In theory

More than Fashion


Amsterdam-based fashion designer Femke Agema creates much more than a collection of clothes each season, crafting an entire fantastical world of wonder with each group of  designs. Her most recent collection, Elders, “a vision of the world springing into life after winter…made to be explored, bursting with colours and textures, where the only limit is your imagination.” Agema created both a traditional collection of clothing for the line – fun, bright, spring-y dresses, tops, and skirts – along with a range of more couture accessories like string-ladder necklaces and hats and vests of wood chips. Going even further, she created a series of playful costumes as an installation to accompany the themes of Elders, all supported by great, quirky photography and video.

Roll With It


Taking the term ‘mobile home’ literally, the British circus and theatre group Acrojou created a conceptual wheel of a house. The large metal wheel, adorned on its interior with various turn-of-the-century household items – stools, suitcases, clocks, clothing, and various knickknacks – is operated by two acrobats who twist and turn and push their way around, in order to roll the wheel along. Their stage becomes part of their act, as they perform and interact with it. Check out the video here.

Lean To


We love photographer Paul Octavious’ simple, witty perspective imbued in his subject matter – like his great stacks of colored books and beautiful rainbows of spinning records. With his new project, “Lean With It,” he ventures further into the absurd, to great effect, traveling all over to photograph naturally-leaning trees and people next to them, leaning at exactly the same angle. The images are fantastically simple, beautiful and humorous all at once.

Rockefeller Stone


The ancient-looking human forms of artist Ugo Rondinone’s stone sculptures are inhabiting Rockefeller Center for part of the summer. His exhibition, “Human Nature,” on view through July 7, consists of nine massive, stoic sentries, ranging from 16 to 20 feet in height and weighing up to 30,000 lbs each. Made of bluestone from a Northern Pennsylvania quarry, the sculptures bring a calmer, quiet Easter Island air to the bustling speed of Rockefeller Center.

Robotic Sips


The MIT Senseable City Lab recently unveiled a new app allowing users to create and order their own cocktail creations (alchoholic or non-) of choice, which is then mixed, poured and served by a bartender robot. Developed in collaboration with Coca-cola and Bacardi Rum, the Makr Shakr offers over 100 drink choices, allowing for co-creation of drinks between friends, and sharing of recipes, ingredients and photos via the app. The robot arms elegantly pour mixes, peel lemons, and shake drinks thanks to gestures based on ballet dancer Roberto Bolle’s movements, which were filmed and used to program the robot’s movement.

Fenced In


In a great example of turning the ugly and overlooked into something beautiful and interesting, the Walker Art Centre commissioned Geoff McFetridge to create a mural along a temporary construction fence covering part of the building. Inspired by the long, narrow strip of canvas – which reminded him of a film strip – McFetridge created an animation of sorts, with characters morphing and progressing along laterally. We’d love to see more construction fencing offered up to designers.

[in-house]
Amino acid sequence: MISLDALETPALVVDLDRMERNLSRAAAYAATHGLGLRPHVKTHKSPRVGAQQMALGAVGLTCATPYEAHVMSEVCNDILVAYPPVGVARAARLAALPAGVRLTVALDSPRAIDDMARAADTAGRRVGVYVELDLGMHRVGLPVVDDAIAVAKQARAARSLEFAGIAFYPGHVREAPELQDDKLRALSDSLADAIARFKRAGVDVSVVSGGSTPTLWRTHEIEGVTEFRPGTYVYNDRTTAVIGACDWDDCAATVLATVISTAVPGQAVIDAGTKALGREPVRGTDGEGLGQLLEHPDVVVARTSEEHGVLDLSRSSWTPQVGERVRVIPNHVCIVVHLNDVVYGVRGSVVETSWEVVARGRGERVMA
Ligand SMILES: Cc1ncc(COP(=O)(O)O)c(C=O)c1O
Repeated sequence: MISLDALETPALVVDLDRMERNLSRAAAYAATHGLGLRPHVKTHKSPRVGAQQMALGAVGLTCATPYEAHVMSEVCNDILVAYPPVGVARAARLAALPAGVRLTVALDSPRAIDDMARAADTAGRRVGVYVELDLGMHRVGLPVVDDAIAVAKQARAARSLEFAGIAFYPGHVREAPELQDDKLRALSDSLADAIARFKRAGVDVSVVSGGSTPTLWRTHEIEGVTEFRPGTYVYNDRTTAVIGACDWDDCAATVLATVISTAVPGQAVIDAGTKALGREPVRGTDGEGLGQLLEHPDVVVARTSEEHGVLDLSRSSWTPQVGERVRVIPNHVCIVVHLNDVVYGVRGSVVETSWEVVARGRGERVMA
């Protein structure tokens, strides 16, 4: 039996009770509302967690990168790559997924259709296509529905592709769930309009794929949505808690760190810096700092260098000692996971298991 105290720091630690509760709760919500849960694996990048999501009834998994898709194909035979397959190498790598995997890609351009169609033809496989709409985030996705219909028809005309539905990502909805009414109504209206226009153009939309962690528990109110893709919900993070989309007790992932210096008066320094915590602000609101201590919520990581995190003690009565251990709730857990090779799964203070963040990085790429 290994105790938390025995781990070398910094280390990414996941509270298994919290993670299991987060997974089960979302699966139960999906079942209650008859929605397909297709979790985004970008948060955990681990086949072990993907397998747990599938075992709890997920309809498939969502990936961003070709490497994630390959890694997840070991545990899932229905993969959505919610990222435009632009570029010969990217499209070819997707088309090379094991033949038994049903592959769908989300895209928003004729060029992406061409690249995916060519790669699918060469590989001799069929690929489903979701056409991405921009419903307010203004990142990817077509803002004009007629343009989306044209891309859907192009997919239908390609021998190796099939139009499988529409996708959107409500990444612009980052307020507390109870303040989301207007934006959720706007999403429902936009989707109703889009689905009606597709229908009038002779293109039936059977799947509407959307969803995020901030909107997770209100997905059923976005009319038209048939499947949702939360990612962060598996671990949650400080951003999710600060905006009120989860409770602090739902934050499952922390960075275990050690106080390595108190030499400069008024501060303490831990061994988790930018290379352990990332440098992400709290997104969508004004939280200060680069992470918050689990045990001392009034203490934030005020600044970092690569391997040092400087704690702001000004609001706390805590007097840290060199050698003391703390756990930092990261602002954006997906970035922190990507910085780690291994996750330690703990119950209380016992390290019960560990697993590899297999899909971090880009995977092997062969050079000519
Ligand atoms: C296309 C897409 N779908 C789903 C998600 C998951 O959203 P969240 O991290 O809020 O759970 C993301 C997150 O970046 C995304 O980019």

Simplicity in Sound

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Swiss artist Zimoun creates surprisingly moving sound installations using simple, everyday objects and industrial mechanisms. He currently has two installations showing – in Berlin and Prague. At the Opernwerkstätten in Berlin, Zimoun created a room-within-a-warehouse, with cardboard boxes. Tiny motors laid out in a minimal grid along the interior walls work to spin several cork balls on strings, which bounce against the cardboard, creating a mesmerizing and soothing effect like falling rain. A beautifully shot video on Zimoun’s website shows a great compilation of some of his work.

Around New York


Starting last Friday, May 10 to next Tuesday, May 21, there are so many art and design events taking place around NYC, there’s no way we’ll see even half of what’s showing. For the first time, all of these events are being collected under NYCxDesign, which is promoting the shows, providing lists and a handy app too. Last weekend, the Frieze Art Fair took over Randall’s Island, and Pulse took over 18th street (Rune Guneriussen’s work was included, shown above). The first annual Collective Design Fair was also held last weekend, a high-end, well-curated collection of talented international designers. ICFF takes place this coming weekend – check out designboom’s guide for exhibitions, events and shows happening all over the city.

Food Play


Advance tickets are now available to what is sure to be an incredible retrospective exhibition on chef Ferran Adrià and his famed Spanish restaurant elBulli, showing at Somerset House in England from July 5 – September 29. “elBulli: Ferran Adrià and The Art of Food” is the first exhibition dedicated to a chef and restaurant, and will show in-depth looks into his research, preparation, presentation, and plaudits – with sketches, plasticine models, tasting menus, and press clippings. Check out a great interview with Adrià in anticipation of the exhibition, on his craft and how it relates to design.

Untouched Beauty


Photographer Sebastião Salgado travels the globe shooting gorgeous, remote areas of the world and the animals, landscapes, and indigenous peoples he finds. His past eight years of travel have culminated in a powerful exhibition at the Natural History Museum in London, titled “Genesis,” showing through September 8. He said with the project, he wishes “to do homage to the planet,” showing images of a world untouched by modern life, incredible in its strength and beauty.


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